The shuttle runs weekdays from 5:30am to 8pm and weekends 9am to 6pm. It makes four stops throughout downtown every five minutes during rush hour and every 10 or 15 minutes at other times.

But the shuttle isn’t for everybody. The wait can be as long as 30 minutes. Nor is Navy-Marine Corps Memorial a central location for every potential rider.

No where do the limitations of shuttle service shine more than at the mayor’s office. Annapolis Mayor Ellen Moyer, who lives in Eastport, has her own spot in the Hillman Garage because driving to the stadium to turn around and ride back is “not a time or energy efficient consideration,” says Hardesty.

A sentiment echoed by McBride.

“For those of us downtown who have appointments or meetings outside the area,” she says, “we need the garages because we are in and out all day.”

For shuttle schedules, parking rates and traffic updates call 410-263-7964 or visit www.annapolis.gov. For construction updates call 410-263-7940 or visit http://www.ci.annapolis.md.us/news/traffic_map.html.

—Louis Llovio

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Ask the Plant Professor
Who’s That Strange Critter?

Q I found a tomato hornworm with long white oval things on her back. I don’t see any damage to my tomatoes, but is that normal?

A The cocoons you see are bad news for the hornworm and good news for you. Your hornworm has been parasitized by a braconid wasp. This tiny beneficial wasp lays its eggs on the hornworm. The larvae hatch and burrow into the unlucky hornworm. When ready to pupate, larvae form cocoons on the hornworm’s back. Adult wasps emerge from cocoons and fly away to parasitize more hornworms. Handpick and destroy any hornworms that have not been parasitized, or place them in a terrarium with some tomato leaves and wait to see if cocoons appear.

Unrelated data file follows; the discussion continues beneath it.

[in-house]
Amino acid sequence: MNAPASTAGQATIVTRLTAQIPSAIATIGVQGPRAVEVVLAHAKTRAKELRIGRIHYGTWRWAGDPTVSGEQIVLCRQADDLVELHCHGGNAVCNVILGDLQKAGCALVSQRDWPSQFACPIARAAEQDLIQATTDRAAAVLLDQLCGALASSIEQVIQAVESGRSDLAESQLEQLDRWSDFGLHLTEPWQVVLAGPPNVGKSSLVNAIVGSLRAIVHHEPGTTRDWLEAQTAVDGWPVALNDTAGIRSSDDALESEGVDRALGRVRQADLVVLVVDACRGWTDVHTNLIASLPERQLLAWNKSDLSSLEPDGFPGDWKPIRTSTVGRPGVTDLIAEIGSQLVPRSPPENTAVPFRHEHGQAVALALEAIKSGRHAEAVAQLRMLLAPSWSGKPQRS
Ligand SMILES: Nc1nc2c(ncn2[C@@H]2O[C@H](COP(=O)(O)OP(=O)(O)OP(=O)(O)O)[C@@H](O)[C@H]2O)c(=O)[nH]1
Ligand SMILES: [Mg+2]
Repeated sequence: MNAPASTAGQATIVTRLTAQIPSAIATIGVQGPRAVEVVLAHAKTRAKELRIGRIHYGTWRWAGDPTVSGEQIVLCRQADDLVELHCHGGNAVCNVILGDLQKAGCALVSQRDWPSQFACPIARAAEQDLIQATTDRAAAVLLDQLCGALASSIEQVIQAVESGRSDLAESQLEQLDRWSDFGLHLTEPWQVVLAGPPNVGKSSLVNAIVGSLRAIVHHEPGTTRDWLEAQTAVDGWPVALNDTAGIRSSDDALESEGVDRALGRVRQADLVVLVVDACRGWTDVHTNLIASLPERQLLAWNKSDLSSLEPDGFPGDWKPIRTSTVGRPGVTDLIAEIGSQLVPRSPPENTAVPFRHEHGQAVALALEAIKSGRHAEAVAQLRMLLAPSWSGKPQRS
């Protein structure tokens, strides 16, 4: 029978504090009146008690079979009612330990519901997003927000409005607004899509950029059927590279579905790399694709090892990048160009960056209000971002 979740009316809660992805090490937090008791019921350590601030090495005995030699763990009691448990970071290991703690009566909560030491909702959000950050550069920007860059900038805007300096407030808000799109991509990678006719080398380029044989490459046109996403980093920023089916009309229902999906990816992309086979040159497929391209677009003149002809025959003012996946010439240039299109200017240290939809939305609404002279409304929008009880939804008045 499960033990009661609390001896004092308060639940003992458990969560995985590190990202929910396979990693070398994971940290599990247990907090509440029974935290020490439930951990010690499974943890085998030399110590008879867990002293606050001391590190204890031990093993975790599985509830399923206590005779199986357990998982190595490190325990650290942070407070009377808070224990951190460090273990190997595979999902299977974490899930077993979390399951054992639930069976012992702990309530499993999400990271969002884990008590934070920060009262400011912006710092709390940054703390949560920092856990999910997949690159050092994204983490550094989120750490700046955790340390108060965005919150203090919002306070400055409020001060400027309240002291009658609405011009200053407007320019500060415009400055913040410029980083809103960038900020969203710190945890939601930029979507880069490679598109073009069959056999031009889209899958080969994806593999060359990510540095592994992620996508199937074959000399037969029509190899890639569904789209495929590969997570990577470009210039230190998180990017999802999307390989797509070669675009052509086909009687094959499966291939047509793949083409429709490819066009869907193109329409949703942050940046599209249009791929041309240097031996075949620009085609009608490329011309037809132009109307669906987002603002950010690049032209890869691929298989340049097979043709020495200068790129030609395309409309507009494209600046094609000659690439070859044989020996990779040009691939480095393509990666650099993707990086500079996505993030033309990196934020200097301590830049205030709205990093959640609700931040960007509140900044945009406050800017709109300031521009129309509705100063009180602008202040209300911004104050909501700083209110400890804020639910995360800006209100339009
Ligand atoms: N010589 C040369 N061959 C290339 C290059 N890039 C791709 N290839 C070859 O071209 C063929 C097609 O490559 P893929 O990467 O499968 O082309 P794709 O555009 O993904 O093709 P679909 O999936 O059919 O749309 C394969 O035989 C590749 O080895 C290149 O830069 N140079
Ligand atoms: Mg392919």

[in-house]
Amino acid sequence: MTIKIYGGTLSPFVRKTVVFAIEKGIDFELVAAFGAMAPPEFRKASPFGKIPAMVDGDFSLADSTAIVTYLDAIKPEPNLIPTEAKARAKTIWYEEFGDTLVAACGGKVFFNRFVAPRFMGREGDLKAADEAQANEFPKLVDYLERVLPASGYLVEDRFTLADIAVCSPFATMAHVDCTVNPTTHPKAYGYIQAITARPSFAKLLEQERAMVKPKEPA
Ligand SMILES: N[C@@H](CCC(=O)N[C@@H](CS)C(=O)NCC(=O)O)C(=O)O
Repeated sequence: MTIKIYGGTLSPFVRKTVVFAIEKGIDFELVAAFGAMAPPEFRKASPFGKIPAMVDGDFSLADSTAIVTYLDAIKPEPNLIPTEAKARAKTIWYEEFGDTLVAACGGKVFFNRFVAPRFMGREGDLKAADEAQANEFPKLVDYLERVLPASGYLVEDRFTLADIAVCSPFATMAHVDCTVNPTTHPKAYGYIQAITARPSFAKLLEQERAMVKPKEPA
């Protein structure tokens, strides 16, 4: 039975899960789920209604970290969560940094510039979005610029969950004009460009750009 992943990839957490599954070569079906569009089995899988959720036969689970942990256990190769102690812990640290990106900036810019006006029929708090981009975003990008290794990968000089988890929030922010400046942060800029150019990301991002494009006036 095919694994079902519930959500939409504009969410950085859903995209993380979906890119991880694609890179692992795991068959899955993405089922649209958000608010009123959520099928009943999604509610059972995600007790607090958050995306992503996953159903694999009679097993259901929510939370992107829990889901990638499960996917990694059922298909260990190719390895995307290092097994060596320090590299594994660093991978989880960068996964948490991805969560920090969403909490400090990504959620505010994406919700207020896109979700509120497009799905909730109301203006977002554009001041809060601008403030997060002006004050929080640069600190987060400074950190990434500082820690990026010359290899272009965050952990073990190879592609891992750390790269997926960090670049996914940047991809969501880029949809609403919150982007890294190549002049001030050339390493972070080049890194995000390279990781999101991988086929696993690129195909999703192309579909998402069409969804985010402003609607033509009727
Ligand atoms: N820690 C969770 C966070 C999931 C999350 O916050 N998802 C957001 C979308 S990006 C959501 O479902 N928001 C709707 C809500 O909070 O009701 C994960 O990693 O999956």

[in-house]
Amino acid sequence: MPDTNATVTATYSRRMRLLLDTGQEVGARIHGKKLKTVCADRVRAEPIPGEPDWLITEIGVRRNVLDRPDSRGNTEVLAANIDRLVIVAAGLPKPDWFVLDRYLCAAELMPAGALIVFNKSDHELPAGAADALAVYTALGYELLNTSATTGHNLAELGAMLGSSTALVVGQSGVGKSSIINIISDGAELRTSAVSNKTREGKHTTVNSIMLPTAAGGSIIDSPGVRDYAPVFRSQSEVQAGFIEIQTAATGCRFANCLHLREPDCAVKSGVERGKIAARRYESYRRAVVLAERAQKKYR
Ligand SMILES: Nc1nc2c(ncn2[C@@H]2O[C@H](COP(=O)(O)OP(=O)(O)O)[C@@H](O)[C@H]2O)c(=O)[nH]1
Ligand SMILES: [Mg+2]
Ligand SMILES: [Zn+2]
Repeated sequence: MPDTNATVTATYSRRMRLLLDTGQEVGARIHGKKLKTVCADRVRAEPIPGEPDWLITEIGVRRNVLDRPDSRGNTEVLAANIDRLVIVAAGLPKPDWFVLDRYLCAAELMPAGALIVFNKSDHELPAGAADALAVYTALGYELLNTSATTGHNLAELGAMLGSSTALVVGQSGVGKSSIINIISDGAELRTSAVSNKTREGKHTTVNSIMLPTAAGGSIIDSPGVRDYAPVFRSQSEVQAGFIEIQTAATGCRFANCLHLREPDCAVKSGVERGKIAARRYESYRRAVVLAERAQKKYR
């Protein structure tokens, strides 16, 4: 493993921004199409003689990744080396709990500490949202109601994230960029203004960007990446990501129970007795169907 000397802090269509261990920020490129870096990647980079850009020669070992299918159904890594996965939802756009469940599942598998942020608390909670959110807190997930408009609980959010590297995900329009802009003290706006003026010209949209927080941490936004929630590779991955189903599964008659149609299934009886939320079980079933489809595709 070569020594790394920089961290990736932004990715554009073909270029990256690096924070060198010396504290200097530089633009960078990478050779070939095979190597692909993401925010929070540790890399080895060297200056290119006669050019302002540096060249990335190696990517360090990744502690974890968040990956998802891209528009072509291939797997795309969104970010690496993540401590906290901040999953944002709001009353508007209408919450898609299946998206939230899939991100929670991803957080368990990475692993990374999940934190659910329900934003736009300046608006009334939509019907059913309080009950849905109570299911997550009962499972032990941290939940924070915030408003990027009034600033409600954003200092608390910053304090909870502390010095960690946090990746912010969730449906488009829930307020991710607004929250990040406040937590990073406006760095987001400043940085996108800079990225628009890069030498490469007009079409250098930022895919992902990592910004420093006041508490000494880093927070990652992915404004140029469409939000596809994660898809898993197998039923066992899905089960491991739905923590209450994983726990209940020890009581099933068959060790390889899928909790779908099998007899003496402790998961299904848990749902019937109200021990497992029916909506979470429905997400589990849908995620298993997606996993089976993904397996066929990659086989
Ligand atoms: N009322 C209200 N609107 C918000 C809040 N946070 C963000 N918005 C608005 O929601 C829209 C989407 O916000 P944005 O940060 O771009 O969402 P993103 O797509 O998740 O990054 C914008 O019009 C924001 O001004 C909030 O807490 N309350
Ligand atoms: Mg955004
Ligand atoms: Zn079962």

Q Can you identify an insect with a long tongue I saw gathering nectar from a petunia? It was an inch to an inch and a half with beautiful jewel colors. The wings were beating very rapidly, and the “tail” had a fringe. At first I thought it was a tiny hummingbird, but then I noticed that it had insect parts.

A The hummingbird moth closely mimics a hummingbird. It is a fascinating garden visitor and not a pest.

Ask the Plant and Pest Professor is compiled from questions sent to the website of the Home and Garden Information Center, part of Maryland Cooperative Extension, an educational outreach of the University of Maryland. Ask a home gardening or pest control question and find other help: 800-342-2507 (Mon.-Fri. 8am-1pm) • www.hgic.umd.edu.

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Way Downstream …

In Virginia, scientists have obtained $900,000 to drill more than a mile deep near Cape Charles next year to learn more about the giant meteor that crashed there 30 million years ago, the Richmond Times-Dispatch reports. The fireball from on high created a 56-mile-long crater and probably sent ocean waves as far as the Blue Ridge Mountains...

In Los Angeles, Californians have to be wondering about the monster in our midst. A story in the Sunday L.A. Times about the recurrence of snakeheads in Chesapeake Country ran under this headline: “Frankenfish Comes Back From the Dead.” The article began, “They may be exotic, but around these parts they’re nothing but common criminals”...

In Britain, two drug traffickers were convicted last week of an especially heinous brand of smuggling: They had hidden large packets of cocaine inside the stomachs of two Labrador retrievers. Customs agents became suspicious when one of the dogs became ill from a burst packet. The dog later died...

Our Creature Feature comes from Canada, where Winnipeg is torn by efforts to stop chemical fogging against mosquitoes. The prairie city is known for a particularly vicious brand of blood-suckers, but last week dozens of vocal critics of chemicals used to kill insects succeeded in forcing a three-day halt to spraying.

That hasn’t set well with locals concerned more about enjoying their two months of non-freezing Canadian weather than the dangers of breathing chemicals. “Egg-sucking, child-abusing granola munchers” is what a local talk-show host is calling the conservationists worried about protecting public health.